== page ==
PNNL Research Sees the Forest for the Trees to Fight Drought, Fires, Climate Change
Published: June 22, 2020
As the weather warms and recreational areas reopen after months-long COVID-19 closures, many of us are anxious to take to the great outdoors.
The forests of the Northwest are especially alluring, offering wonderful opportunities for day hikes and summer camping trips.
If you are a long-time fan of the forests and think you've noticed a change over the years, you're right. Researchers at the Department of Energy's Pacific Northwest National Laboratory are studying the impacts of human activity and climate change on our wooded retreats.
From the forests on either side of the Cascades to old-growth forests around the world, researchers are seeing a shift toward younger and shorter trees. This trend was recently discussed in a paper in the prestigious journal Science and is cause for concern.
PNNL Earth scientists, along with collaborators from more than a dozen institutions, analyzed more than 160 previous studies to understand how forests are changing.
By combining advanced Earth system models and remote sensing data on underlying processes and impacts in vegetation, they sought to determine what is happening to our forests and why.
Around the world, they found at least one-third of old growth forests were lost between 1900 and 2015. In North America, as well as Europe and the Amazon, tree mortality has doubled in just the last 40 years.
Delving into this data showed that rising temperatures play the most significant role in the loss of old growth forests. Warmer conditions mean less moisture in the soil and leaves, even if rainfalls remain the same.
In addition, land-use changes, timber harvests and increasing carbon dioxide, as well as wildfires, drought, disease and insect infestations, play their part in the forests' decline.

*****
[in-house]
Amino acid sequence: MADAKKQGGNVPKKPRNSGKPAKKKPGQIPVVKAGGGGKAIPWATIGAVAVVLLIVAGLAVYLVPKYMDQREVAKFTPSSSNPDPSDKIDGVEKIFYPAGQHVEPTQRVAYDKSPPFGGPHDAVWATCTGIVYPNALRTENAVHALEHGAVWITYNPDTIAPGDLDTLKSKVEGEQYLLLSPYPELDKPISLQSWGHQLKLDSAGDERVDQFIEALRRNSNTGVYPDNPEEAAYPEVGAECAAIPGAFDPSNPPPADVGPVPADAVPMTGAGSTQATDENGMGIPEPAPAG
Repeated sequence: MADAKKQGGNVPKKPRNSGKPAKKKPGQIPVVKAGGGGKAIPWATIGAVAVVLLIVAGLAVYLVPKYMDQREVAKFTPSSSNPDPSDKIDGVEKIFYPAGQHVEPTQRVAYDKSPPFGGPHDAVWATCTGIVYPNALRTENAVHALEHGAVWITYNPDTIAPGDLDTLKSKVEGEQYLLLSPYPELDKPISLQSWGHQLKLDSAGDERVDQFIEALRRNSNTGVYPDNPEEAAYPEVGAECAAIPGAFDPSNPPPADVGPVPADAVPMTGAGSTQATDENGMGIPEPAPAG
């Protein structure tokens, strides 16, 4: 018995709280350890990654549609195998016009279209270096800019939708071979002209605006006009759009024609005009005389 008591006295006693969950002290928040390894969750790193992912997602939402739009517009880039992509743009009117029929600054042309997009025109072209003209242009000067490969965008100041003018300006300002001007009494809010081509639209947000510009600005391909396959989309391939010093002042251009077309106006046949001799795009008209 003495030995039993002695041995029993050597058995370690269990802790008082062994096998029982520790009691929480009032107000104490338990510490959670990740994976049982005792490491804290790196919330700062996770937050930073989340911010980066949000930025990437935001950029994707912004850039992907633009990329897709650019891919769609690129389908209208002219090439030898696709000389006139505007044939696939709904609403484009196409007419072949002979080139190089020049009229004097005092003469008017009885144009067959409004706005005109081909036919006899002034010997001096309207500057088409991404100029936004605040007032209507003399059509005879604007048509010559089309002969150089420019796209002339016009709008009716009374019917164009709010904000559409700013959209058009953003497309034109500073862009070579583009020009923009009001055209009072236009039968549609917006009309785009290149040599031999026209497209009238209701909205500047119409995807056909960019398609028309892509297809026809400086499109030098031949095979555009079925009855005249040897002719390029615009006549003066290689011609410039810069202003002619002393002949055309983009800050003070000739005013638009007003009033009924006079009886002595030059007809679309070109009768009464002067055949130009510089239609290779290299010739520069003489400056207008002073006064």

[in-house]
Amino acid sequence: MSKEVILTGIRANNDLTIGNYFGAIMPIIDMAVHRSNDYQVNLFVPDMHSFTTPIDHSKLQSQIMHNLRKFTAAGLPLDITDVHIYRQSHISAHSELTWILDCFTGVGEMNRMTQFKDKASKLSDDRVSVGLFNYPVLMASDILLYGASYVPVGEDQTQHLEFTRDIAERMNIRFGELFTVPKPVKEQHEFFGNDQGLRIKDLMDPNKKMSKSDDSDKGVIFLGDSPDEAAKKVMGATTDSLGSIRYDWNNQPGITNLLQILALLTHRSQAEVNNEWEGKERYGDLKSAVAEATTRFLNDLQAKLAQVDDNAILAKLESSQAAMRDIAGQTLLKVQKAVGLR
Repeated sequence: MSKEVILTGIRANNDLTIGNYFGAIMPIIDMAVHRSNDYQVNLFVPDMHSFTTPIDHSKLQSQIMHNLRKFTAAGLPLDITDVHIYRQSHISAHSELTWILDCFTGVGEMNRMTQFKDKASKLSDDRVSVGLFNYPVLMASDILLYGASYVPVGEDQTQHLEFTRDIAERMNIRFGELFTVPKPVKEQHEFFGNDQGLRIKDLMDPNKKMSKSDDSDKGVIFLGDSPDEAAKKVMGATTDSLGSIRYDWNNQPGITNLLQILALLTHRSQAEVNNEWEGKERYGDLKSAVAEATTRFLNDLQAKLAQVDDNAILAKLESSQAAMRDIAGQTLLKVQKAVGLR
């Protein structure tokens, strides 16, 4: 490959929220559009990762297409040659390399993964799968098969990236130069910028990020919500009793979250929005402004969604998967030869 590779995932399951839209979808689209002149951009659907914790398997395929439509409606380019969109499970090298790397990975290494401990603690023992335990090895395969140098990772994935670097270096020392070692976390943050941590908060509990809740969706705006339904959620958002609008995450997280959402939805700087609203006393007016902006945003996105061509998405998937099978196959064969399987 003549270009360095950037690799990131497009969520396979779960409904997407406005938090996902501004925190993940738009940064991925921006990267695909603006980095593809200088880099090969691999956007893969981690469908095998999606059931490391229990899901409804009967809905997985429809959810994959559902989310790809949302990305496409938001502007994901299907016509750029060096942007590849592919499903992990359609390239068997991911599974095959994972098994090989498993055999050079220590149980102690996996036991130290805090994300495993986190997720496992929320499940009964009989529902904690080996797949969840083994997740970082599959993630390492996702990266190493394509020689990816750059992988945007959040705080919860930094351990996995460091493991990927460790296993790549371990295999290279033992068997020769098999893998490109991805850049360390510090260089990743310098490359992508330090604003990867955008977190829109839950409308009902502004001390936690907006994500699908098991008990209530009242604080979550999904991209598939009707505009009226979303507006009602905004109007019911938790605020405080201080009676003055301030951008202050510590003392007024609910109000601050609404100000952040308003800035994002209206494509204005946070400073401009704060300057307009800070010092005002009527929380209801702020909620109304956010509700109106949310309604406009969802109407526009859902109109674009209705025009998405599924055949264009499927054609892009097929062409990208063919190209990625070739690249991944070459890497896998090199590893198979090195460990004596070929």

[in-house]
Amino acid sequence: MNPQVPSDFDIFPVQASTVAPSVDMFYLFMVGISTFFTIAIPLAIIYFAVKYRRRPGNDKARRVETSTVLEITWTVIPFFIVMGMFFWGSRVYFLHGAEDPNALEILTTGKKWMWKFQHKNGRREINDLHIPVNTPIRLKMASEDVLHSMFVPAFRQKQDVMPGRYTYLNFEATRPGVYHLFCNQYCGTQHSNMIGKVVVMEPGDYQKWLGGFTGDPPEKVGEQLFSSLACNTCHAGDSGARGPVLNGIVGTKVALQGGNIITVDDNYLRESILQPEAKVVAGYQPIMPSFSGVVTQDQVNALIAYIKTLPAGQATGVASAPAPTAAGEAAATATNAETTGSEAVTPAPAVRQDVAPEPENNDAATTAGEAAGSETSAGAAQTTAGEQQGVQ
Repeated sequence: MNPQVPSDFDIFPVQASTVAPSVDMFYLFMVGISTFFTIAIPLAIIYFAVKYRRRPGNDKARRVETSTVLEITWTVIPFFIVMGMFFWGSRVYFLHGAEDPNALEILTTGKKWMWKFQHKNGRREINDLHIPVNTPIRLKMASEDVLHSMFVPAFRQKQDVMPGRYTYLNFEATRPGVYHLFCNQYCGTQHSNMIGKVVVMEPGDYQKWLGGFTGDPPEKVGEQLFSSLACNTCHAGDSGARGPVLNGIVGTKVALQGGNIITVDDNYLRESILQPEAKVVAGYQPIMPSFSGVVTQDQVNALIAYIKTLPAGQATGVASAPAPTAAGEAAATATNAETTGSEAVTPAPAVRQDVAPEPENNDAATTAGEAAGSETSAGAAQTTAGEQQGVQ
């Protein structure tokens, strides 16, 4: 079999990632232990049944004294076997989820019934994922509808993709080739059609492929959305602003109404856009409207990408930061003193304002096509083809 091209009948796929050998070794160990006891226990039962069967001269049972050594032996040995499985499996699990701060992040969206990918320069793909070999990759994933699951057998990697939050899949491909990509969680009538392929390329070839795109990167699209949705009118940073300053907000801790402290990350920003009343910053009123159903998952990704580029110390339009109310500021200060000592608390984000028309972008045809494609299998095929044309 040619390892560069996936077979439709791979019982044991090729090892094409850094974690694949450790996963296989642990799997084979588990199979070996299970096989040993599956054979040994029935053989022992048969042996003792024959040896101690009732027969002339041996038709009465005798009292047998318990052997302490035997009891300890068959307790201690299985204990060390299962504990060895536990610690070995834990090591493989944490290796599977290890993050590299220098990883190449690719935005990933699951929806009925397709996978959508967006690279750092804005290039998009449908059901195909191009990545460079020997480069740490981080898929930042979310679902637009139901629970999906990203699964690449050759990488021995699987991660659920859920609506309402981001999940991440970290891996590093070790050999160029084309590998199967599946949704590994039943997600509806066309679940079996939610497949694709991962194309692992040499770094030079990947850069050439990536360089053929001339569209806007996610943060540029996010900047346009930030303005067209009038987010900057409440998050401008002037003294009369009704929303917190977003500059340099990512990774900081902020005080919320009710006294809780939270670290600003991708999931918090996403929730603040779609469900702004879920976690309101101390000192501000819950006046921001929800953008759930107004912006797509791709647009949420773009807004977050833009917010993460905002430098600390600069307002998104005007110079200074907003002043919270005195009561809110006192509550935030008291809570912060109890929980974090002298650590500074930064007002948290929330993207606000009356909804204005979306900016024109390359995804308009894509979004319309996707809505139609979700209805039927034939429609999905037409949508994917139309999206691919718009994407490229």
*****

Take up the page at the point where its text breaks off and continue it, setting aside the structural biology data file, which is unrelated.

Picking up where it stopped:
While forests can often respond to these disturbances individually with only localized impacts, the combined effects of these factors over time are changing the demographics of our forests.
Scientists studied the distribution of seedlings just getting their start, trees that were growing strong and those no longer able to reproduce — all of which contribute to a healthy, thriving forest.
When old growth forests are disturbed, it upsets the circle of life. Mortality rates go up, the new and strong trees cannot compensate for what was lost, and the average age and height of the forest declines.
Furthermore, as old growth trees struggle to survive, they yield to species that are better adapted to the changing conditions.
Sometimes these new species begin dominating the younger, growing population, altering the makeup of forests in an entire region.
Looking to the future, researchers predict that the factors threatening old growth forests will accelerate. For example, rising temperatures and increased carbon dioxide bring about more frequent and severe wildfires and droughts that keep trees from growing tall and shorten their lifespan.
As a result, we are seeing new ecosystems emerge with younger, smaller trees that store less carbon and offer less biodiversity than their old-growth counterparts.
Not only would these forests be potentially less enticing for those seeking adventure, they also offer the planet fewer benefits when it comes to mitigating climate change. This results in a downward spiral of forest health.
John Muir, who is known as the father of America's national parks, once said, "The clearest way into the Universe is through a forest wilderness."
At PNNL, researchers are uncovering the secrets of trees and the underlying processes affecting them to get a better view of the future of our forests and the world around us.
The knowledge they gain may help inform forest managers and natural resource planners who seek to protect the forests, not only as places for an enjoyable getaway, but for the benefits they bring the Earth.
Steven Ashby, director of Pacific Northwest National Laboratory, writes this column monthly. His other columns and opinion pieces are available here.
Published: June 22, 2020